Trump formally designated a public health emergency for the crisis in October. The move came two months after his commission recommended he instead declare a full-on national emergency, which would have opened up billions of dollars of funding. The public health emergency fund currently holds only about $57,000, which amounts to 2 cents for each individual in the U.S. struggling with opioid addiction, according to the progressive nonprofit Drug Policy Alliance.

With the White House recently estimating that the true cost of the opioid epidemic topped $500 billion in 2015, critics have accused the administration of dedicating insufficient attention and resources to the crisis. Even during his address on Tuesday, Trump spent far more time discussing other issues, including a handful of crimes committed by undocumented immigrants over the past few years.

“His SOTU remarks ring hollow ― no new proposals, no call for substantial new resources,” said Daniel Raymond, policy director at the Harm Reduction Coalition. “If Trump were running a corporation to end this crisis, shareholders looking for results would be ready to oust him.”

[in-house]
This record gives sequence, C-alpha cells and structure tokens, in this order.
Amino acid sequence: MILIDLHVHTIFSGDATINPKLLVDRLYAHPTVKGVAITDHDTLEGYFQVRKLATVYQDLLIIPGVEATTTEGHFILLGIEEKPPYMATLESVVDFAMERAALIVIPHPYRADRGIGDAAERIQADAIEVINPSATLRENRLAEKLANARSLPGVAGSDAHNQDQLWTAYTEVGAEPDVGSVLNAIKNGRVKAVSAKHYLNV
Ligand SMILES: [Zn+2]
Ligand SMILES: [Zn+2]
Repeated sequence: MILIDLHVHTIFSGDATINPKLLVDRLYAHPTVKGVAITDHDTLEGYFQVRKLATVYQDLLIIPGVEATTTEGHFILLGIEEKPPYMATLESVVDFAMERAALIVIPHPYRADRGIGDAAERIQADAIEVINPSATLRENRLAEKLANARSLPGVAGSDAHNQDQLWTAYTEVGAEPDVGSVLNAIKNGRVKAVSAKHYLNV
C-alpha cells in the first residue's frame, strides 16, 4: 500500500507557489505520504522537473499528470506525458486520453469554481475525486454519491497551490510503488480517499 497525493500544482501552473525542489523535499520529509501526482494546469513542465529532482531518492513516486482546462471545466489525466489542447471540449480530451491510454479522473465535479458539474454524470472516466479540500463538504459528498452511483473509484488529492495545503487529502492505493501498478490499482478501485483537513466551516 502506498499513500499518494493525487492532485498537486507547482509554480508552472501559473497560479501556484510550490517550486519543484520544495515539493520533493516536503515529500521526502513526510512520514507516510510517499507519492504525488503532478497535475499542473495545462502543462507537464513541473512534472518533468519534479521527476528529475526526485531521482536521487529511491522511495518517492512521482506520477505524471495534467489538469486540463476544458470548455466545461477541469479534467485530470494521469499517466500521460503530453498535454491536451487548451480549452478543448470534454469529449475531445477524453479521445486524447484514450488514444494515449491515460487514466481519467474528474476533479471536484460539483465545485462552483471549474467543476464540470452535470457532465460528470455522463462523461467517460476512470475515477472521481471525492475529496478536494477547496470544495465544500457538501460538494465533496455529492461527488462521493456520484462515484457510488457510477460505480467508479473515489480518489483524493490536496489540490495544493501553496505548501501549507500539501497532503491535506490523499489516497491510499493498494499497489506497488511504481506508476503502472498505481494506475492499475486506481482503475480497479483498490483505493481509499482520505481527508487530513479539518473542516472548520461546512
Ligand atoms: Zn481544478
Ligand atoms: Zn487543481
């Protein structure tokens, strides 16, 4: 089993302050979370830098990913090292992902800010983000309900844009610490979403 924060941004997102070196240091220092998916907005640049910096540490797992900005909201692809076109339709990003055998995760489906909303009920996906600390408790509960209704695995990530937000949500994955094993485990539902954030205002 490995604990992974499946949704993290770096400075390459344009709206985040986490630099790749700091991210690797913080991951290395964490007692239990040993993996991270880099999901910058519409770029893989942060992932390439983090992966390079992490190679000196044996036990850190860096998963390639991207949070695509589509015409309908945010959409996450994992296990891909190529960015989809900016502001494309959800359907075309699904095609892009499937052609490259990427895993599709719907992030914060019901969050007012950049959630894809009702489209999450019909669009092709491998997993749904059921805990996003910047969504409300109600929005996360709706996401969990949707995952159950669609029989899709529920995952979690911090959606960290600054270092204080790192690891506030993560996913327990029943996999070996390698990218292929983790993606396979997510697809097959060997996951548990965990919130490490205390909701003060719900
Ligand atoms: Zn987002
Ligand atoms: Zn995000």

Although Trump’s opioid commission has put forth some positive proposals, they won’t bear results unless the president funds them adequately, said Dr. Yngvild Olsen, medical director of the Institutes for Behavior Resources in Baltimore.

“The resources need to be there to fully implement the good ideas — particularly the ones that focus on expanding access to evidence-based treatment and increasing support for people and families struggling with addiction,” Olsen said. “For this we need more than just the outrage the president expressed in his State of the Union address tonight.”

CORRECTION: The headline in a previous version of this story indicated there were 64,000 opioid-related deaths in 2016. That number includes all overdose deaths.